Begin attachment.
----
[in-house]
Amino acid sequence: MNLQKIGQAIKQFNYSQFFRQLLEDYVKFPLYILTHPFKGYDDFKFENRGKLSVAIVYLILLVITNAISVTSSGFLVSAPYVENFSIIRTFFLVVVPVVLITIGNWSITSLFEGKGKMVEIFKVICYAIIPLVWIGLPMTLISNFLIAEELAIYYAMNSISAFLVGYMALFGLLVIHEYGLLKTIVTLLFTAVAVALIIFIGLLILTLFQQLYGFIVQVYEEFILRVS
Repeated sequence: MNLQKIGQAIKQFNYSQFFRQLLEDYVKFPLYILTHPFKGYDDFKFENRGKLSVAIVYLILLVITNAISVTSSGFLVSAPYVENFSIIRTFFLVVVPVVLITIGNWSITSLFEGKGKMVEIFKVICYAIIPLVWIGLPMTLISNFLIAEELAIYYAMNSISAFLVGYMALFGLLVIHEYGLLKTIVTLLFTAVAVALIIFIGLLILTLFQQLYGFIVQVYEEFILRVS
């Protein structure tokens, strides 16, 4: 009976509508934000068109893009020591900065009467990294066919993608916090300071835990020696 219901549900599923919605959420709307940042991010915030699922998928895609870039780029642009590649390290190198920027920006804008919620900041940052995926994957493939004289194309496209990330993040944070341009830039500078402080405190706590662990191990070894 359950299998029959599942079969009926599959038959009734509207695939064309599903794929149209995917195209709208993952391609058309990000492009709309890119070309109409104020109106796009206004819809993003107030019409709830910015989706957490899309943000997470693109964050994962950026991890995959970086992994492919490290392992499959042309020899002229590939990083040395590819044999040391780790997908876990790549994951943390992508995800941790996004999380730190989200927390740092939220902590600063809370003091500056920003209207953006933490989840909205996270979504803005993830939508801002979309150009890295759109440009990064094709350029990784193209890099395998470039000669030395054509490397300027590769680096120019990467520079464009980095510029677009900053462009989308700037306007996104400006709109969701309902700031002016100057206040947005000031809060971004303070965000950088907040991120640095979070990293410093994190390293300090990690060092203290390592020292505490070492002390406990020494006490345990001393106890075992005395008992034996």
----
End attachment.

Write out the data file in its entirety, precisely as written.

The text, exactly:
[in-house]
Amino acid sequence: MNLQKIGQAIKQFNYSQFFRQLLEDYVKFPLYILTHPFKGYDDFKFENRGKLSVAIVYLILLVITNAISVTSSGFLVSAPYVENFSIIRTFFLVVVPVVLITIGNWSITSLFEGKGKMVEIFKVICYAIIPLVWIGLPMTLISNFLIAEELAIYYAMNSISAFLVGYMALFGLLVIHEYGLLKTIVTLLFTAVAVALIIFIGLLILTLFQQLYGFIVQVYEEFILRVS
Repeated sequence: MNLQKIGQAIKQFNYSQFFRQLLEDYVKFPLYILTHPFKGYDDFKFENRGKLSVAIVYLILLVITNAISVTSSGFLVSAPYVENFSIIRTFFLVVVPVVLITIGNWSITSLFEGKGKMVEIFKVICYAIIPLVWIGLPMTLISNFLIAEELAIYYAMNSISAFLVGYMALFGLLVIHEYGLLKTIVTLLFTAVAVALIIFIGLLILTLFQQLYGFIVQVYEEFILRVS
């Protein structure tokens, strides 16, 4: 009976509508934000068109893009020591900065009467990294066919993608916090300071835990020696 219901549900599923919605959420709307940042991010915030699922998928895609870039780029642009590649390290190198920027920006804008919620900041940052995926994957493939004289194309496209990330993040944070341009830039500078402080405190706590662990191990070894 359950299998029959599942079969009926599959038959009734509207695939064309599903794929149209995917195209709208993952391609058309990000492009709309890119070309109409104020109106796009206004819809993003107030019409709830910015989706957490899309943000997470693109964050994962950026991890995959970086992994492919490290392992499959042309020899002229590939990083040395590819044999040391780790997908876990790549994951943390992508995800941790996004999380730190989200927390740092939220902590600063809370003091500056920003209207953006933490989840909205996270979504803005993830939508801002979309150009890295759109440009990064094709350029990784193209890099395998470039000669030395054509490397300027590769680096120019990467520079464009980095510029677009900053462009989308700037306007996104400006709109969701309902700031002016100057206040947005000031809060971004303070965000950088907040991120640095979070990293410093994190390293300090990690060092203290390592020292505490070492002390406990020494006490345990001393106890075992005395008992034996």